The Red Cross Says There’s A Major Shortage Of This Blood Type

The Australian Red Cross Blood Service has made an urgent appeal for people with O-negative blood to make a donation.

As the worst flu season on record saw supplies drop to critical levels, blood banks on the east coast were left with only a day’s worth of the rare blood type. 

“Nationally about 1,000 appointments are normally cancelled each day but over this cold and flu season it has spiked to 3,000,” The service’s Jennifer Campbell Case told the ABC.

“That’s unprecedented for us.” 

While more than 500 Australians have made appointments in the last 24 hours, a further 2,500 O-negative donors are needed over the next fortnight to meet patient need across the country.

O-negative blood is always in demand as it is universal, meaning it can be given to patients regardless of their blood type in emergency situations.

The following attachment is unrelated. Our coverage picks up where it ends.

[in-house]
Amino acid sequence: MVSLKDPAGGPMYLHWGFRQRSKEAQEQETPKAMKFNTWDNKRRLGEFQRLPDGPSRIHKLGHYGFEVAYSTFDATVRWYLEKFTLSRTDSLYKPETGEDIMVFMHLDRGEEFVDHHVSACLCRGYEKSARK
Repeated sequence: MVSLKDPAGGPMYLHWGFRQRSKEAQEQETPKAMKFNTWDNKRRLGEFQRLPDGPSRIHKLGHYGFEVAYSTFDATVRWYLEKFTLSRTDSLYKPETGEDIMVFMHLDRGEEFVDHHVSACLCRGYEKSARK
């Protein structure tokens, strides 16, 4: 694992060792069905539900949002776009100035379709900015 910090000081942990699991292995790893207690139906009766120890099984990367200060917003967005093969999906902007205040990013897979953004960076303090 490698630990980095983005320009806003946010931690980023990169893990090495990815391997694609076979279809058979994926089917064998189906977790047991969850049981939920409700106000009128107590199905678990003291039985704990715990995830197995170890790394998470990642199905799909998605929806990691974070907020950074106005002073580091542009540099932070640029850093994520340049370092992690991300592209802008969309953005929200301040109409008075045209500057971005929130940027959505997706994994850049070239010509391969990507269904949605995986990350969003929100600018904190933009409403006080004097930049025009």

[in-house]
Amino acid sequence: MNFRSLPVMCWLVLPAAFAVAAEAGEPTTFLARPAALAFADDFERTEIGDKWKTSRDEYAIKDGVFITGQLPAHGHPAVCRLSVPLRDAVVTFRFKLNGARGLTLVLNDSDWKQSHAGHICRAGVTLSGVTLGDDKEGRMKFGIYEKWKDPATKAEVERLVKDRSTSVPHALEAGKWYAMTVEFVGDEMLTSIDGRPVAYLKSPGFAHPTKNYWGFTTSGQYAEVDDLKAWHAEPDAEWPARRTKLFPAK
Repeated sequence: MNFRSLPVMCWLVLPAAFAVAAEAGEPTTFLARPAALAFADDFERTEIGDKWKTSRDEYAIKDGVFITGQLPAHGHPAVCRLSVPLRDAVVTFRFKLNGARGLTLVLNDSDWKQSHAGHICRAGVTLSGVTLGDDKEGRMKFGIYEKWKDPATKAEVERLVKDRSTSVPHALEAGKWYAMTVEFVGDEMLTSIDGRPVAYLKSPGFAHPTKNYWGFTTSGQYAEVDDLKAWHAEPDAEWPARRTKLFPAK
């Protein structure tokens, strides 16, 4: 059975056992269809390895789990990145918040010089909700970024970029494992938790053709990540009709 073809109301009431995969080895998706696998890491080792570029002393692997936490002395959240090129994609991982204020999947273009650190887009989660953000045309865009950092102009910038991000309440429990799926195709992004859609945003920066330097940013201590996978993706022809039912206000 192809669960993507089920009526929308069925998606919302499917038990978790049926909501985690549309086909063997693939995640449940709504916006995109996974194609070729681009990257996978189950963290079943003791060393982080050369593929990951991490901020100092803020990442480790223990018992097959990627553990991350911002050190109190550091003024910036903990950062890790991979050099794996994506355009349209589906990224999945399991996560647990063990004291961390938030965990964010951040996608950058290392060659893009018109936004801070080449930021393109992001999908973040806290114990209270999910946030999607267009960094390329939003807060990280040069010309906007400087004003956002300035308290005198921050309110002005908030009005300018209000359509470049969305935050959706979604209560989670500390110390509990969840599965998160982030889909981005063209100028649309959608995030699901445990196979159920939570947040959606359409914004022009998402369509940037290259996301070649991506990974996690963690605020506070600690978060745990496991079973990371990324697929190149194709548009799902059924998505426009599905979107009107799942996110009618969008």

While only 9 percent of the donor population is O-negative, the blood type accounts for 15 percent of all hospital demand. 

“With one in three of us needing donated blood in our lifetime, the life you save could be that of a friend of family member,” Blood Service spokesperson Shaun Inguanzo said in an interview with The Sydney Morning Herald.

This year, NSW Health has recorded as many as 60,000 flu cases, almost twice the number diagnosed in 2016.

Call 13 14 96 to make an appointment or visit 

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